Family Fallout Shelter

The family fallout shelter represents the public policy assumptions of the atomic age, namely, that with enough preparation, the American family and with it the nation's social and political fabric would survive a nuclear attack. This free-standing, double-hulled steel shelter was installed beneath the front yard of Mr. and Mrs. Murland E. Anderson of Ft. Wayne, Indiana. The Andersons purchased their shelter from J. L. Haverstock, a Ft. Wayne realtor who began selling family fallout shelters as a sideline in early 1955 after reading a promotional Life magazine article.
The Andersons maintained the shelter from its installation in 1955 through the 1960s, a period spanning the development of the hydrogen bomb and the Cuban missile crisis. Insufficiently anchored against Ft. Wayne's high water table when first installed, the shelter popped to the surface of the Anderson front yard in time for the Cuban missile crisis and was quickly reinterred in a frenzy of shelter building activity in 1961. The donors purchased the property, including the shelter, from the Andersons in 1968.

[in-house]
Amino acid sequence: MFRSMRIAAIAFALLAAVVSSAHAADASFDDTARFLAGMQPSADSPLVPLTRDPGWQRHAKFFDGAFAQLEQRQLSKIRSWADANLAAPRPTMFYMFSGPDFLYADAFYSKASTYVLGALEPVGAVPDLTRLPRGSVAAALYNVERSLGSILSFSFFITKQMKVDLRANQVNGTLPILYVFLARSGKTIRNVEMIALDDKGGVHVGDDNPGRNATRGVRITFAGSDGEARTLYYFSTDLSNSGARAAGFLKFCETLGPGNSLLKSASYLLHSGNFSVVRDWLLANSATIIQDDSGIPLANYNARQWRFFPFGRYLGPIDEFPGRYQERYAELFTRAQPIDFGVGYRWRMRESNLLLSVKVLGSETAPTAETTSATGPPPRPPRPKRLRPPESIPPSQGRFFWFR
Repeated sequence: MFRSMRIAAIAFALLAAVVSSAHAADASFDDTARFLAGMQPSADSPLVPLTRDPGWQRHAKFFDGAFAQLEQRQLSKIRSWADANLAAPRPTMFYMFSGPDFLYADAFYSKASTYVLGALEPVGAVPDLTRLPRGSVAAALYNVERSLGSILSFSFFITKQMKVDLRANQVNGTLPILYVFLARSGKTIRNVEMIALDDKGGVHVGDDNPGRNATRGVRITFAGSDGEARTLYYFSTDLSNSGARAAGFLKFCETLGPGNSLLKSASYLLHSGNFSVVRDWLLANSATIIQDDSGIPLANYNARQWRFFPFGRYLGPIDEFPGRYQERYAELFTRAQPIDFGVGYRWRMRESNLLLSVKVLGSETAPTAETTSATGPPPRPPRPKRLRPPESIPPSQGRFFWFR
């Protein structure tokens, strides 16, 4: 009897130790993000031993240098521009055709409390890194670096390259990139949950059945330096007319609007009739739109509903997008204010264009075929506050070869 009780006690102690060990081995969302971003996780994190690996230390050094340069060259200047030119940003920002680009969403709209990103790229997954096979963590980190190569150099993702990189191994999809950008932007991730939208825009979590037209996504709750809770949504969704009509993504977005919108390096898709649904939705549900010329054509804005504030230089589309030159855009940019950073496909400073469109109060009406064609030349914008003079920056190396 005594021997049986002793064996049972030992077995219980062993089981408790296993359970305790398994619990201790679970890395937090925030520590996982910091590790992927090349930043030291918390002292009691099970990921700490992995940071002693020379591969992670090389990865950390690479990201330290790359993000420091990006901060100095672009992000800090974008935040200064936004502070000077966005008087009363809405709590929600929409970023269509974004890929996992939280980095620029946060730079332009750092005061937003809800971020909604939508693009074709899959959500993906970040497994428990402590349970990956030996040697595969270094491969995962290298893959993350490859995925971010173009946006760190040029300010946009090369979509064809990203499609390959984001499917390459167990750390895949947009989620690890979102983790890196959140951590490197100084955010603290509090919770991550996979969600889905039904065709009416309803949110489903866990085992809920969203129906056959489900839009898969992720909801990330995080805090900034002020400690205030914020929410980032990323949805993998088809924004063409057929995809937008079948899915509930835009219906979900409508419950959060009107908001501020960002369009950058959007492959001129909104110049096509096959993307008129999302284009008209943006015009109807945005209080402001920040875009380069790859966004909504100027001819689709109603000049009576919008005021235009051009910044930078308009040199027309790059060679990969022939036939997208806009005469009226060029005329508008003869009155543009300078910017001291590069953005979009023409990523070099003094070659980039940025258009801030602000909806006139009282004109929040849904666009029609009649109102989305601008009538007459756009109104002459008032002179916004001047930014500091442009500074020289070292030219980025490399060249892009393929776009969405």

Currently not on view
Date made
date made
Universal Tank & Iron Works, Inc.
Place Made
United States: Indiana, Indianapolis
Physical Description
steel (overall material)
overall: 15 ft x 13 ft x 10 ft; 4.572 m x 3.9624 m x 3.048 m
ID Number
accession number
catalog number
Credit Line
Gift of Timothy L. and Vera R. Howey
Civil Defense
See more items in
Political History: Political History
Engineering, Building, and Architecture
Data Source
National Museum of American History


The day before this was dug from the ground. My partner and myself (ELVIS & HAMMER) Broadcasted live from this shelter for an 4 hour radio show. That was long enough for us!(sorry we should of cleaned up!)Jack Hammer92.3 The FortFort Wayne Indiana

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